In case your car is taking forever to start or has a poor ignition system, the issue is then most likely caused by the distribution cap. This is something most car owners experience as this problem is one of the leading causes of ignition problems. Typically, whenever the distributor cap is broken, it is prone to consequently causing damage to the car’s engine, thereby affecting its effectiveness.
Therefore, you should always examine the distributor cap as often as possible to avoid future damages, especially to your cars’ engine throughout the entire process while also ensuring your ignition problem is fixed correctly.
Testing for a bad distributor cap
So, how do you know that you have a damaged distributor cap? Well a faulty distributor cap usually exhibits several symptoms, such as:
- An unusual engine noise, if your engine makes irritating noise, you then need to insect the distributor to confirm whether it is faulty. In case you hear some clicking as well as tapping sound, it is a sign that your distributor cap is has stopped working.
- Your car fails to start; When the distributor cap has a problem; it will be impossible for your engine to transmit sparks that are needed to the whole circuit to enable the cylinders’ movement and put your vehicle on the motion.
- Fire breakout on your engine. This can be caused due to numerous reasons. Therefore, you have to make sure that you examine your distributor cap as often as possible to ensure that it is in a standardized status. If it has a problem, you need to have it fixed immediately to ensure it is functioning correctly.
Once you know the signs of a defective distributor cap, you can now move forward and run a test on it using a multimeter. Detailed in this article is an in-depth guide on the steps you need to follow when testing your distributor cap with a multimeter.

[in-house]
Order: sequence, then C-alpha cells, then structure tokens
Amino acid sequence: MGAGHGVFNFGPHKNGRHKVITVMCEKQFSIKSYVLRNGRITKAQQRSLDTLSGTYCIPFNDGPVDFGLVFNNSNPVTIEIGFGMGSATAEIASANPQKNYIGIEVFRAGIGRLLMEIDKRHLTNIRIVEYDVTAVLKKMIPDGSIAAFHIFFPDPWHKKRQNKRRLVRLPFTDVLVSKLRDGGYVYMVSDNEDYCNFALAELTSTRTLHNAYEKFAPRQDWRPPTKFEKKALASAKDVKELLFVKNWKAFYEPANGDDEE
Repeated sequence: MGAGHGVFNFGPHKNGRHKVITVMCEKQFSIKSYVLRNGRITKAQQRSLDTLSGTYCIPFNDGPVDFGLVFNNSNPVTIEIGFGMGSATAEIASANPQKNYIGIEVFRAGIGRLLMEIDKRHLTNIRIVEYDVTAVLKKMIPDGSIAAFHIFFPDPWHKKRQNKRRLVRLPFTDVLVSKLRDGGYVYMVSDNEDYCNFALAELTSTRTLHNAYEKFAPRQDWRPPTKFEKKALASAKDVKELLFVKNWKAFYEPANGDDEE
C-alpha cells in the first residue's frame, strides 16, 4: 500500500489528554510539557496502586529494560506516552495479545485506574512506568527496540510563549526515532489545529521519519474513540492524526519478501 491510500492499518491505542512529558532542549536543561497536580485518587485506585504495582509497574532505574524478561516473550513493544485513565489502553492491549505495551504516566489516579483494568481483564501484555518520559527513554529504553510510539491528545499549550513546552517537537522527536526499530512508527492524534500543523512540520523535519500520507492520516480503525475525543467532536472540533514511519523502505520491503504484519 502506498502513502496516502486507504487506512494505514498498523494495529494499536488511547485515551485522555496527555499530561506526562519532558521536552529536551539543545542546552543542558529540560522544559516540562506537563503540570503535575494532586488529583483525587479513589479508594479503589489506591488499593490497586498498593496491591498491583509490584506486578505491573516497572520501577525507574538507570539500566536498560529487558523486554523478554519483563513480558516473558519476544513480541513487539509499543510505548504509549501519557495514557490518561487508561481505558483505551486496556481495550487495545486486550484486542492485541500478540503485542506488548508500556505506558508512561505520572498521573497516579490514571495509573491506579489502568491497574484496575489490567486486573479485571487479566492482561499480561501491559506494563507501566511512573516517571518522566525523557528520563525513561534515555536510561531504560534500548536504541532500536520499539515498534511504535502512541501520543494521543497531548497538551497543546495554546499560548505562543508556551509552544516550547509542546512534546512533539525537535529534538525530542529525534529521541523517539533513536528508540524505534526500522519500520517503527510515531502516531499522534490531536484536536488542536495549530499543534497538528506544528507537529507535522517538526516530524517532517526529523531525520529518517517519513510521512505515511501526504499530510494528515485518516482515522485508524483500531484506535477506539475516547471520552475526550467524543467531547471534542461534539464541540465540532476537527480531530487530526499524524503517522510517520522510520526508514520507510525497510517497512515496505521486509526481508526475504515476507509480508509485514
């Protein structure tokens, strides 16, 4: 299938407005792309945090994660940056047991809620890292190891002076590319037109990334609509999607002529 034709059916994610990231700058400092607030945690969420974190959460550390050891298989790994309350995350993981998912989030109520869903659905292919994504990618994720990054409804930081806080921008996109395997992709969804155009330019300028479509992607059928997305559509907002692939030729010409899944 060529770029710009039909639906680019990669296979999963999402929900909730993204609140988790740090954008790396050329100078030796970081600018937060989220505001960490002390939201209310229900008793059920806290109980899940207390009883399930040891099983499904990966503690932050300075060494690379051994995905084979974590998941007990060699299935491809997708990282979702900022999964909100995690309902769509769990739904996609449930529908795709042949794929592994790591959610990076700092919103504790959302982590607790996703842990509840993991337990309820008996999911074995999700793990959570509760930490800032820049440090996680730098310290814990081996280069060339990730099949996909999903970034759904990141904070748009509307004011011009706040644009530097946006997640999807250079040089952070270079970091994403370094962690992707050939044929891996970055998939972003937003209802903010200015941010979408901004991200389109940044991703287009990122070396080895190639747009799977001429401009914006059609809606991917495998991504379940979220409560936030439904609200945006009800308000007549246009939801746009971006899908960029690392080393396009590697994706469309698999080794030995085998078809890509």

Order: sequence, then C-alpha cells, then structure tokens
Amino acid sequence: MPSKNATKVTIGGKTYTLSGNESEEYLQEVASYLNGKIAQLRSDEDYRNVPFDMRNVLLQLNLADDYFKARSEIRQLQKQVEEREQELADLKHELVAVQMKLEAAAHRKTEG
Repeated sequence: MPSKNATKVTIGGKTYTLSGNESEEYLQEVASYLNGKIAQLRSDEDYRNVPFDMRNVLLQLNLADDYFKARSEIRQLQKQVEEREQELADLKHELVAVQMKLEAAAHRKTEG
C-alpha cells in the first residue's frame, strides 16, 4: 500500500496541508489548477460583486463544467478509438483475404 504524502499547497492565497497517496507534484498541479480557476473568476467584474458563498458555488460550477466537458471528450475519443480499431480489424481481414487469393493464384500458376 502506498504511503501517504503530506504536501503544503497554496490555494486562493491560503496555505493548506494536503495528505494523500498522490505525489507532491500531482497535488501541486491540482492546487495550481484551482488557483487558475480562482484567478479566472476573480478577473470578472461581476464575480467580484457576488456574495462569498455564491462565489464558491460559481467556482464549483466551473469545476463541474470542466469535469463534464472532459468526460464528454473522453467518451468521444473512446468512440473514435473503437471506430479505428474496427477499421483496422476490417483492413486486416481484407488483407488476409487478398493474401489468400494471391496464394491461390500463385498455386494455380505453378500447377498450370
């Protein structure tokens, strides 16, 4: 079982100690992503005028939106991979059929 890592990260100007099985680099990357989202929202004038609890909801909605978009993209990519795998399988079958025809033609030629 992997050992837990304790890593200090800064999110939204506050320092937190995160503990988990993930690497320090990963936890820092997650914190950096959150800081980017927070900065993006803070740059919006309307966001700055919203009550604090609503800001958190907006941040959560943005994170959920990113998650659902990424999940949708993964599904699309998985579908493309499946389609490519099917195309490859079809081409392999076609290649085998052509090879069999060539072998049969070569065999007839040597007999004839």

Step 1 – Examine the distributor cap
The distributor cap should be well examined. And when doing this, you need to inspect and make sure both the internal as well as external surfaces are clean, meaning no trace of corrosion or rust. Moreover, you also need to examine the router because, at this particular point, it is precisely where the maximum-tension spark travels to various distributor caps. Therefore, you need to do this examination thoroughly tracing for any kind of carbon traces as well as burns.
Additionally, the distributor cap might have failed to work because of a little accumulation of carbon in it, which in return conducts power that eventually affects its effectiveness. Subsequently, this interferes with the terminals resulting in electrocution of coil voltage. Therefore, make sure that you check for carbon traces in your distributor cap to avoid hazardous incidents.
Step 2 – Check the contact point
The engine might fail to function if your condenser is broken down. You are prone to experiencing electrocution if the connection of power is grounded. Note that the condenser is usually closed, so in case it is open, it means that the wire lead is in bad shape. This is likely to cause burns, which will later damage your engine.